GDPR could help build a culture where protection of virtual assets is seen to be as important as locking the front door. Paul Dix, the vice president of insurance at CGI, explains the opportunities for insurers if this scenario works out.
A day doesn’t go by without yet another warning about the rise of cyber crime and the lack of awareness amongst the general public of the risks of doing business and running our lives on-line. If we assume that the general public includes us all then we have to assume that we are all at risk to some extent in both our personal and professional lives.
It is becoming increasingly apparent that state and criminally sponsored cyber-attacks are on the increase. The UK is the second most targeted country and most affected per capita accounting for 11% of the attacks that were reported, according to a survey recently published by Malwarebytes and reported in the national press this month.
It is even reported that financial institutions are beginning to stockpile Bitcoin in order to be able to respond quickly to any ransom demands. Maybe the recent peaks in Bitcoin value are an indicator of this concern.
As a technology company my employer regularly tests my reaction to these risks; but as we move into a riskier world, that will require more exposure of our failings to the general public and regulators, let’s makes 2018 the year where regulatory impetus shapes a different type of behaviour amongst us all.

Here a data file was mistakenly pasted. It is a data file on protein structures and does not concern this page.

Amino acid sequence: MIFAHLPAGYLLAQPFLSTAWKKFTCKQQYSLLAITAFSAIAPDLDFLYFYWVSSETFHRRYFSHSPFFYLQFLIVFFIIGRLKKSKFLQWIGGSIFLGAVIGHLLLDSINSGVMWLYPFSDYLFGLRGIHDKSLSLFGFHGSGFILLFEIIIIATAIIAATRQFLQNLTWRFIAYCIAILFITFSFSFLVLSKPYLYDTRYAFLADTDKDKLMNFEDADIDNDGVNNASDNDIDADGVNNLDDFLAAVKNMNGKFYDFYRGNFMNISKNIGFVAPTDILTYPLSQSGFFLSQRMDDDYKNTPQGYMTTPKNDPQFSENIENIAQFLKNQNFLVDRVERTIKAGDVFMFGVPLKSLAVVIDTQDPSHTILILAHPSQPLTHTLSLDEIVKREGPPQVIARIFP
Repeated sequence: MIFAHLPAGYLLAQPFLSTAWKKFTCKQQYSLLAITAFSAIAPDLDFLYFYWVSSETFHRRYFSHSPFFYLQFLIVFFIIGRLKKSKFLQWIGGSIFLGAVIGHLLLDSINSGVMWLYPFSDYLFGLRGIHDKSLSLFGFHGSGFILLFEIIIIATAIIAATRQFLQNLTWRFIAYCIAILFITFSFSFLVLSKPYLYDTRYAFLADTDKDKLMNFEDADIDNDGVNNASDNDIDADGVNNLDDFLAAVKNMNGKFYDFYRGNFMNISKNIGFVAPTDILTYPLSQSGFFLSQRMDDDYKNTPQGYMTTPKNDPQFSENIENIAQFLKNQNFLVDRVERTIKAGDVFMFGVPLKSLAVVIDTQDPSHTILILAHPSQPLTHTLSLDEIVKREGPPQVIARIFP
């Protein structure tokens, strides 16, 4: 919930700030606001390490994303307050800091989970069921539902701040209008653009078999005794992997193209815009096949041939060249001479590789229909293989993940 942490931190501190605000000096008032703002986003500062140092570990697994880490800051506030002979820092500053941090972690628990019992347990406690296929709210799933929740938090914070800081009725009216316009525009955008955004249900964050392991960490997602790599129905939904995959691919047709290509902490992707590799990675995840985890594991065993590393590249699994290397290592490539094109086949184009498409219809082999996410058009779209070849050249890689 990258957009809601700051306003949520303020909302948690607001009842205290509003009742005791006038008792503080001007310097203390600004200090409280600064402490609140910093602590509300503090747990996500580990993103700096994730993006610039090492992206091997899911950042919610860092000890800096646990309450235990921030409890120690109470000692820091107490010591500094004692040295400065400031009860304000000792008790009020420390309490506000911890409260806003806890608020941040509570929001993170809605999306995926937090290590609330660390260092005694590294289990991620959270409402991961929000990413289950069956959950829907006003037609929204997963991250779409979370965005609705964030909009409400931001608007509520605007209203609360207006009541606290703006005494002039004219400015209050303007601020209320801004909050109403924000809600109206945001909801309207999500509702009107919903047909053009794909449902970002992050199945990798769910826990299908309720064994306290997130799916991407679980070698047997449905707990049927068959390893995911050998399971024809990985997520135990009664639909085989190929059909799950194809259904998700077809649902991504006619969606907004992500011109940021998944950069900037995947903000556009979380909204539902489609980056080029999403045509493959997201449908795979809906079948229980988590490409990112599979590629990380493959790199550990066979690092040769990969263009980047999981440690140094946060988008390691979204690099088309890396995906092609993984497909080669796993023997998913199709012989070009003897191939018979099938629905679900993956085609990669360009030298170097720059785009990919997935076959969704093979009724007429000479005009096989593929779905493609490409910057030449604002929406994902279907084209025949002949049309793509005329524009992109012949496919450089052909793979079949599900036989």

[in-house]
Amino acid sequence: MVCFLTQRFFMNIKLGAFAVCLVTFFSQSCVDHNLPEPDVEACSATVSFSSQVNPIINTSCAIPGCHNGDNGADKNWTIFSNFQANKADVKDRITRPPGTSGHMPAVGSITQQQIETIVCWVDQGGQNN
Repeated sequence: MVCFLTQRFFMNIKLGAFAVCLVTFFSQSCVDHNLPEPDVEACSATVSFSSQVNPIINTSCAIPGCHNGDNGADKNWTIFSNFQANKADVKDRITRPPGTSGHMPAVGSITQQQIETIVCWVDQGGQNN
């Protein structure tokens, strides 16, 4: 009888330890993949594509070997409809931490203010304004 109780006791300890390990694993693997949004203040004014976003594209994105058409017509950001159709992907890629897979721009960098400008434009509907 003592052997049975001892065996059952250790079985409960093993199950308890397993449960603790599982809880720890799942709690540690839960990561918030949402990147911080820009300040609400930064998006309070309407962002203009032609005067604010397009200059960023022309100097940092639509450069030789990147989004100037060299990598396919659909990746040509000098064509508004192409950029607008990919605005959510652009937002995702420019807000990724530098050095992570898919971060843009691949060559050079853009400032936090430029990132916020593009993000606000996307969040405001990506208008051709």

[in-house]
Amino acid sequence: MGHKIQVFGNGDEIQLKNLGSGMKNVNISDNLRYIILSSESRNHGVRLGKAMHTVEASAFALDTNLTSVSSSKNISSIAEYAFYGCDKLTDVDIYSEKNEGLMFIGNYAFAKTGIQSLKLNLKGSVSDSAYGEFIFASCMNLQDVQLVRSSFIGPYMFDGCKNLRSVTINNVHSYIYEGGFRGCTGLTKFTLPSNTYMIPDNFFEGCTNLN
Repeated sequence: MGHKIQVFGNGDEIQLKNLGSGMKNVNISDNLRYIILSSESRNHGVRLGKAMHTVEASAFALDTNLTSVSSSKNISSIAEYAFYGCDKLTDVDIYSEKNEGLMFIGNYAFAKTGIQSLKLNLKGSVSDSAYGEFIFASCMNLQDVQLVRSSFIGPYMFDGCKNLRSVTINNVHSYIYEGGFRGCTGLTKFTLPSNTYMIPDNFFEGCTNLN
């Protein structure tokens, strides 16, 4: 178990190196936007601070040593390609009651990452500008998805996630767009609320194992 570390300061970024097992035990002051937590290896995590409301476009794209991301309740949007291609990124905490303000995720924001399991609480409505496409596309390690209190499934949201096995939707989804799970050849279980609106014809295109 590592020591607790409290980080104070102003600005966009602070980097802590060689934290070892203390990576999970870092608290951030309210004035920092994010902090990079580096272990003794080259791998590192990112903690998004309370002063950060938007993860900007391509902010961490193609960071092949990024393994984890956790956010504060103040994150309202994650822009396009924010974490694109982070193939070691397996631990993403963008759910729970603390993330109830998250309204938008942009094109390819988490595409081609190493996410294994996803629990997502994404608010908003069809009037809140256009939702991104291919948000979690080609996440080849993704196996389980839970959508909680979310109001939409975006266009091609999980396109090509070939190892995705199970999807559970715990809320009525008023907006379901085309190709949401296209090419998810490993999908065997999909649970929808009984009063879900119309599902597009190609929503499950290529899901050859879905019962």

The biggest regulatory driver this year will be the introduction of the General Data Protection Regulation in May.
Larger organisations have certainly started to appoint senior executives to data protection and privacy ownership roles. But smaller companies don’t seem to have gotten to grips with what they need to do to comply with GDPR. That’s a concern. Understanding the regulations is the key starting point – helping to calculate where best to deploy valuable technical resources.
There are many ways to tackle the technical challenges involved and undoubtedly GDPR will cause some disruption to the insurance industry. We’ve even heard it suggested that one way of dealing with the enormous changes would be to simply delete all customer data and start over. However, better advice is to keep in mind that GDPR is not altogether new territory. It builds on existing rules and dovetails with the whole area of data security.
The bigger challenge though is that the largest prize is to start to build a new culture where protection of virtual assets is seen to be as important as locking the front door or not walking alone down an unlit street was seen to be in the past.
This can lead to two possible benefits: firstly, if we can start to instil new behaviours into our working lives these will filter into our behaviours outside of work - as my opening remark implied we are members of the general public after all; and secondly, and here is the insurance opportunity, it might drive demand for improved risk protection products as part of a comprehensive insurance product for personal assets.
There needs to be a collegiate response – we cannot tackle crime by paying off the criminals.